One of the most important items in the palace of a Chinese emperor is the dragon throne that signifies the emperor’s power and prestige as the Son of Heaven. The emperor who sits on the throne, surrounded by embellished screens and servants, awaits the approach of his officials who will kneel before him as a sign of respect. The dragon throne is a prime representation of the emperor’s significance.
An imperial three-colour carved “nine dragon’ lacquer throne from the Qianlong period will be featured in a single-lot sale dedicated to it in London next week. Estimated at £800,000 - 1.2m, the throne symbolises the reign of the Qianlong emperor.
An imperial three-colour carved “nine dragon’ lacquer throne from the Qianlong period
Marco Almeida, Director and International Senior Specialist of Chinese Ceramics & Works of Art at Christie’s
Finely carved through red lacquer, the throne measures 111.1 x 115.5 x 85.7 cm. As Qianlong reign progressed, carved lacquer wares came to dominate the lacquers made for the court. Each layer of lacquer takes one to two days to dry and the crafting must be done before the lacquer completely dries. Records suggest that the lacquer items made in the palace in the late 1730s and 1740s were not carved by craftsmen who restricted themselves to carving lacquer, but who were also skilled carvers of ivory, bamboo, rhinoceros’ horn and a range of other materials.
Although the greatest proportion of the design appears in carved red lacquer against a yellow lacquer ground carved with lozenges, the majority of the clouds have small carved green lacquer extensions – either to the side or below the individual cloud forms. Specialists point out that this throne has at least 100 to 150 layers of lacquer, thus the production must have taken almost a year.
Front view of the dragon carving on the throne
Both sides decorated with dragons amidst dense scrolling clouds
The back carved with a bat suspending a chime and a double-fish
Legs of the throne
Dragons on the lower portion of the throne
The nine dragons appear on the interior backrest and sides of the throne. There are additional small dragons on the apron and in-turned horse hoof shaped legs. The dragons on the current throne are depicted pursuing flaming pearls amongst dense and complex clouds, as is often the case on Chinese imperial decorative arts. The clouds themselves are auspicious symbols, in part because they provide a rebus for good fortune. It is also significant that clouds, such as the examples on this throne, are often shaped like lingzhi fungus of immortality, and so emphasise a wish for long life.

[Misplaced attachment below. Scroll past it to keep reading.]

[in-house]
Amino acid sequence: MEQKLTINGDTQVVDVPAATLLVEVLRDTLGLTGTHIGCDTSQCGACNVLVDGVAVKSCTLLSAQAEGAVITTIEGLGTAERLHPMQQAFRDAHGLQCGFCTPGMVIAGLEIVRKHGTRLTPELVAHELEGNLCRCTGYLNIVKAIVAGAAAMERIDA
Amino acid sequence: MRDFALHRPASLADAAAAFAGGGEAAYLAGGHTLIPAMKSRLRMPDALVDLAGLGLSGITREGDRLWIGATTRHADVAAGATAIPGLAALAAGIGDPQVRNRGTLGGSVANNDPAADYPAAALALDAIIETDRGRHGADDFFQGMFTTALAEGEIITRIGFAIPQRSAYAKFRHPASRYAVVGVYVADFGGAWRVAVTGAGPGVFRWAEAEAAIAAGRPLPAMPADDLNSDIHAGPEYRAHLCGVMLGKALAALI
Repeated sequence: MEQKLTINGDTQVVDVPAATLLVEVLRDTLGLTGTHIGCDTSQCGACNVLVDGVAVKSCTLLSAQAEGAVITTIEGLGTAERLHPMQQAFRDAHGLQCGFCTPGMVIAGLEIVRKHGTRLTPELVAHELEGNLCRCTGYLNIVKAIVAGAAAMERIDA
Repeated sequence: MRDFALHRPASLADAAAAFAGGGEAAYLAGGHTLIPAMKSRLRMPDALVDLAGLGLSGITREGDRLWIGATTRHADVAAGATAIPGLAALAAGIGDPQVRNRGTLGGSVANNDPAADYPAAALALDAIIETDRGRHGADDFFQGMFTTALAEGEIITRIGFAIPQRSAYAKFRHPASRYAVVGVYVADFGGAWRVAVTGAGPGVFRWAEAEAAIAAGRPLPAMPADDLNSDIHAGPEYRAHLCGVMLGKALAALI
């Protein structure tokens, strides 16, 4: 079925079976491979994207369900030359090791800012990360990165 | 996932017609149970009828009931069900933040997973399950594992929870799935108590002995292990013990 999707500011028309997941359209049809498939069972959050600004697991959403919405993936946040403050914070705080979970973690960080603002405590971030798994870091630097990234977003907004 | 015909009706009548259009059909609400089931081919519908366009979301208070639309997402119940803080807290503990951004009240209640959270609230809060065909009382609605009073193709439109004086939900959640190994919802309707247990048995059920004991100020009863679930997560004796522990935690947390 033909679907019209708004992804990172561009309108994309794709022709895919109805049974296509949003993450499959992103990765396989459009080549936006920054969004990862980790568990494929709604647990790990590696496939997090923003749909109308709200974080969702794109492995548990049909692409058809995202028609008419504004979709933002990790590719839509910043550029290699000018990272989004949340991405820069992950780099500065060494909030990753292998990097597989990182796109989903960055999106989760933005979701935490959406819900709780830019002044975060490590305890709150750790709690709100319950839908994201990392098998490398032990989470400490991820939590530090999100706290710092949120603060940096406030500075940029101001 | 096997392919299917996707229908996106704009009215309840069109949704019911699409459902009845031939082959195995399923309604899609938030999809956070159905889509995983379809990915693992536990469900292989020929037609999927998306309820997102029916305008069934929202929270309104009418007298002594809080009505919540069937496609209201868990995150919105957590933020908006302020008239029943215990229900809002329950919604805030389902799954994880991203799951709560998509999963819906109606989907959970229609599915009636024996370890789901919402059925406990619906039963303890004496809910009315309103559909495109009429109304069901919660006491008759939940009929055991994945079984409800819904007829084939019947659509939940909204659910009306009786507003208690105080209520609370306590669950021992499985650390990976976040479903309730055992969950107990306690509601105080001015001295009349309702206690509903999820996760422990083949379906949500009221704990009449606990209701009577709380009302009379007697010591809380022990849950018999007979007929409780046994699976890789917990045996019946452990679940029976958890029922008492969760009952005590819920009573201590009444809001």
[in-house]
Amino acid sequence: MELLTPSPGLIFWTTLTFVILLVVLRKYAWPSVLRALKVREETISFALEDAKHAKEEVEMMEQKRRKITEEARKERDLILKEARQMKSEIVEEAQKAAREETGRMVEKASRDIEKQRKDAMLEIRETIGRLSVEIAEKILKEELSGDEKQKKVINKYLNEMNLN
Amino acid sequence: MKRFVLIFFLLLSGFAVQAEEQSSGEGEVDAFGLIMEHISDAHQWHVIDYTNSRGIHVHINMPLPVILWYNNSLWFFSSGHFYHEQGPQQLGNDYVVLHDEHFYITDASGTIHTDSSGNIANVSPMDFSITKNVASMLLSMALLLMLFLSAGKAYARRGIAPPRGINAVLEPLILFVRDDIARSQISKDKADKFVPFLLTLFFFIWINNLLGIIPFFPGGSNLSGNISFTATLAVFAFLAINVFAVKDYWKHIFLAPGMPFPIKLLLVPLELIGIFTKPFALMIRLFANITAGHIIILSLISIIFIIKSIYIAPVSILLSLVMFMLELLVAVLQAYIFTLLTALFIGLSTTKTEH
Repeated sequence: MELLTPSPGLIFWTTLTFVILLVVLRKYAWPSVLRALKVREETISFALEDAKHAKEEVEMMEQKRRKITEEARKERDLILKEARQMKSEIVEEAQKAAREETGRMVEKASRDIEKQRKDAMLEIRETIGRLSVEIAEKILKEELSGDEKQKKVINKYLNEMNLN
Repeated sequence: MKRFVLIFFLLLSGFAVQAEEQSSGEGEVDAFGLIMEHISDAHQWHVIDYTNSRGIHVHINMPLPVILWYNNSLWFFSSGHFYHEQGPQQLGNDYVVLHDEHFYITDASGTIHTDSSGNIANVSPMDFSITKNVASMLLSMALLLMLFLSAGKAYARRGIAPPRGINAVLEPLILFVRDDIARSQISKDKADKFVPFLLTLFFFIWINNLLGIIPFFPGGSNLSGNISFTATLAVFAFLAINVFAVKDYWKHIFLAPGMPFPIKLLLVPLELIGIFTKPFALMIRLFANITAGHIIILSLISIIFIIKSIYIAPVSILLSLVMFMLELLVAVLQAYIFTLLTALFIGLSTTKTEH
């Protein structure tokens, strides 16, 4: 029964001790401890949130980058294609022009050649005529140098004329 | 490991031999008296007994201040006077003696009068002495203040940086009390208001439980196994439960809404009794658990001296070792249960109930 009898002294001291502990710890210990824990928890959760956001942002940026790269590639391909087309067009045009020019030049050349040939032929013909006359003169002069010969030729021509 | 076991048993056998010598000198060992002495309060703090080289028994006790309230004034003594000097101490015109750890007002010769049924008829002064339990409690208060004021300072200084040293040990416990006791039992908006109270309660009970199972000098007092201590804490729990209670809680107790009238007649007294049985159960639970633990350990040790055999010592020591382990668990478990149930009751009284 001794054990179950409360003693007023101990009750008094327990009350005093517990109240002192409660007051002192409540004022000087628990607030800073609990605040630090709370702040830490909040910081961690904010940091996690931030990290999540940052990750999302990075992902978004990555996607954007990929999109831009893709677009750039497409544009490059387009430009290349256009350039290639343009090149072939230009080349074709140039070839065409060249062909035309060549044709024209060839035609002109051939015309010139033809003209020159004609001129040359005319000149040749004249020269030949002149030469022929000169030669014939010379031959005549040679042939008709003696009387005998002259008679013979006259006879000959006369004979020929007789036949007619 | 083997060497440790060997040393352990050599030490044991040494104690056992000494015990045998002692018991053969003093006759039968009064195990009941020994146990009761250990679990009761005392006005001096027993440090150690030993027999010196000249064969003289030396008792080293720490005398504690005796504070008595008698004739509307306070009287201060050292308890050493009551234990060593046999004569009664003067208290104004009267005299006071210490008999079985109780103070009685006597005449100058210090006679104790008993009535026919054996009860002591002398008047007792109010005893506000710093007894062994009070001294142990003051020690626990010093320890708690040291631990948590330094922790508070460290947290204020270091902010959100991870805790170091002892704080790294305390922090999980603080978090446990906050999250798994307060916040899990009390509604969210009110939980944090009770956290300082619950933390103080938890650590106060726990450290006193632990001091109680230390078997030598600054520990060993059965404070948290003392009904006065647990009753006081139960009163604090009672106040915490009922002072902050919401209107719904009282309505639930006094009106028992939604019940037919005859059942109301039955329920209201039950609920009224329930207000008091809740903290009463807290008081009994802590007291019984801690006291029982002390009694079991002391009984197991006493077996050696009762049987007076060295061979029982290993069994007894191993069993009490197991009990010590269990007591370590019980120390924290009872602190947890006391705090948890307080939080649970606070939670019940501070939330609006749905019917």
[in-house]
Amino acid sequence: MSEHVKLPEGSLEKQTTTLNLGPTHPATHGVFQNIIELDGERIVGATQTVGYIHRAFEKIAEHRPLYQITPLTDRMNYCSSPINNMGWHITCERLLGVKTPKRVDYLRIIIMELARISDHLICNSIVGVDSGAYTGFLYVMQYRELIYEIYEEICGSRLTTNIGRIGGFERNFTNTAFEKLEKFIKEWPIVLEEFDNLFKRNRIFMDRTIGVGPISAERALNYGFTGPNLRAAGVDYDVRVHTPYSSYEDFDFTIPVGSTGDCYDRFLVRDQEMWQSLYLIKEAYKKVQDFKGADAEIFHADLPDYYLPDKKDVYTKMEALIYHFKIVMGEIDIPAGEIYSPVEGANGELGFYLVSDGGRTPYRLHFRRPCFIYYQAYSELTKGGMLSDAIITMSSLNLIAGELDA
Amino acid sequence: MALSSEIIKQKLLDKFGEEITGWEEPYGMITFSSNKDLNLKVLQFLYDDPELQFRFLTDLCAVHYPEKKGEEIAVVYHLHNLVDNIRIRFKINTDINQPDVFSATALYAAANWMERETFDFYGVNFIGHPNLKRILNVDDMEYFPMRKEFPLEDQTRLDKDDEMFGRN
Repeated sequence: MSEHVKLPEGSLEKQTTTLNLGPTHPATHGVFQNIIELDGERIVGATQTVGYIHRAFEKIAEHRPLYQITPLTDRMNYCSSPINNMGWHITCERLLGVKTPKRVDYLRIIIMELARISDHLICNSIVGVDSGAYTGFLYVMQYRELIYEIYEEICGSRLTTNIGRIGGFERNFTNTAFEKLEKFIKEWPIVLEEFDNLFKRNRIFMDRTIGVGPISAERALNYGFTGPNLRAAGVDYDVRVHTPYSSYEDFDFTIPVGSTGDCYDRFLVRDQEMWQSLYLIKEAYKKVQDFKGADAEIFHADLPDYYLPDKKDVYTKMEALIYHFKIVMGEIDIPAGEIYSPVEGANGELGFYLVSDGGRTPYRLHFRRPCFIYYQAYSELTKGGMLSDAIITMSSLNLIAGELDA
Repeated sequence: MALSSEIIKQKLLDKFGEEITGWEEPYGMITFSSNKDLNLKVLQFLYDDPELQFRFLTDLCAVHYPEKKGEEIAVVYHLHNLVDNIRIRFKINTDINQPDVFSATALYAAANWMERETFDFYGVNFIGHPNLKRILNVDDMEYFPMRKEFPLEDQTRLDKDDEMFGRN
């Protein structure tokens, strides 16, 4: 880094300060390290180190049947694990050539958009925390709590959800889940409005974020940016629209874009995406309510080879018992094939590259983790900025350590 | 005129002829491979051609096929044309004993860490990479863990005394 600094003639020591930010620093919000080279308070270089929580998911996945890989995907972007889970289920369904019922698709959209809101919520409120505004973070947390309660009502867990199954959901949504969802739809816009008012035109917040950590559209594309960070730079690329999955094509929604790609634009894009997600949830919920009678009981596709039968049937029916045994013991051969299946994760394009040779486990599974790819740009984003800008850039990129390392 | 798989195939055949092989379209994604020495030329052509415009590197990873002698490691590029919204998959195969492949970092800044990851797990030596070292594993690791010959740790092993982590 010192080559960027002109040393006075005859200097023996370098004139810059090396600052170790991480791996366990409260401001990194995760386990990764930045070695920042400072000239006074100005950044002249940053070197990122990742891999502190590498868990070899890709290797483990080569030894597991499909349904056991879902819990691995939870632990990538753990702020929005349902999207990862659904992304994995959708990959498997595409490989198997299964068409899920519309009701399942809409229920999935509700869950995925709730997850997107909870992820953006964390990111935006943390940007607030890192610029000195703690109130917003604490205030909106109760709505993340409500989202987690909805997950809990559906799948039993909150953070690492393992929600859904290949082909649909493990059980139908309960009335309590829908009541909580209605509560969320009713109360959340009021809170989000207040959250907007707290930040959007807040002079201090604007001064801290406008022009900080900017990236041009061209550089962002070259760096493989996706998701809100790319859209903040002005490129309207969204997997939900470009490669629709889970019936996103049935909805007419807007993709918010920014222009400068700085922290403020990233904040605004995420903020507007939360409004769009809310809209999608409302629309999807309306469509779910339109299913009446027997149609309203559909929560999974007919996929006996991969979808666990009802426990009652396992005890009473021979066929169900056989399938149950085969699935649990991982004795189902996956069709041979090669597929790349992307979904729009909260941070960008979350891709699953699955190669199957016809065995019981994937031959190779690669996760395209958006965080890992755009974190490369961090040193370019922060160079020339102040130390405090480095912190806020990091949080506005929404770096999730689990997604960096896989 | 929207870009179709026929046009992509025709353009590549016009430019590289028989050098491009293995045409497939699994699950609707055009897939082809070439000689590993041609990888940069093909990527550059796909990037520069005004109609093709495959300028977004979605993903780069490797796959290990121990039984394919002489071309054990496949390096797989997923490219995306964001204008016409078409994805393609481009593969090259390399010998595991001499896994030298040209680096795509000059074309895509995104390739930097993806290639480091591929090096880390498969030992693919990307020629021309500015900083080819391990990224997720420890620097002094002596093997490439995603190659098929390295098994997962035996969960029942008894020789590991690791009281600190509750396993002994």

On the central panel of the back an upside-down bat holds a ribbon from which are suspended a qing chiming stone and a pair of fish. The fact of the bat being upside-down suggests the arrival of blessings as the word for upside (dao) is a pun for (dao) ‘arrive’ The qing chiming stone provides a rebus for congratulations or celebrations (qing ), while the paired fish are one of the Eight Buddhist Emblems, but in this context, they represent abundance and in combination with the chiming stone suggest the wish jiqing youyu ‘May there be a superabundance of auspicious happiness’.
A carved dragon throne from the mid Qing dynasty｜the Palace Museum Beijing
After looking at official records from museums, we found a closely related example of lacquer thrones carved with dragons amongst clouds and waves in the collection of the Palace Museum Beijing. Yet, there’s no proof of which emperor it belonged to, only evidence to show that it was made in the mid Qing dynasty. As to the present throne, specialists date the throne back to the early part of the Qianlong period, or even to the Yongzheng reign because of its “less exaggerated form and more restrained decoration”.
A set of Qing dynasty red lacquer furniture was sold at Poly Auction (Xiamen) at US$1,35m
Last July, a set of Qing dynasty red lacquer furniture was sold for US$1,35m in Xiamen, including a red lacquer dragon throne along with screens and a leg stand. The structure and size of the throne are similar to the present one. As lacquer products are extremely fragile, it is hard to tell the condition of the throne from photos. We will have to wait and see whether the throne will shine in the sale. We are on our way to capture more detailed images of the throne for you to see. Stay tuned.
A Very Rare and Magnificent Imperial Three-colour Carved “Nine Dragon” Lacquer Throne. Qianlong Period (1736-1795)
Lot no.: 60
Size: 111.1 x 115.5 x 85.7 cm
Provenance: Private Asian Collection, acquired in Hong Kong in 1997.
Estimate: £800,000 - 1,200,000
Auction house: Christie’s London
Sale: Dragon Throne For The Son of Heaven
No. of lots: 1
Sale date: 14 May 2019｜11am
10 May 2019｜10am - 4:30pm
11 May 2019｜10am - 5pm
12 May 2019｜10am - 5pm
13 May 2019｜9am - 4:30pm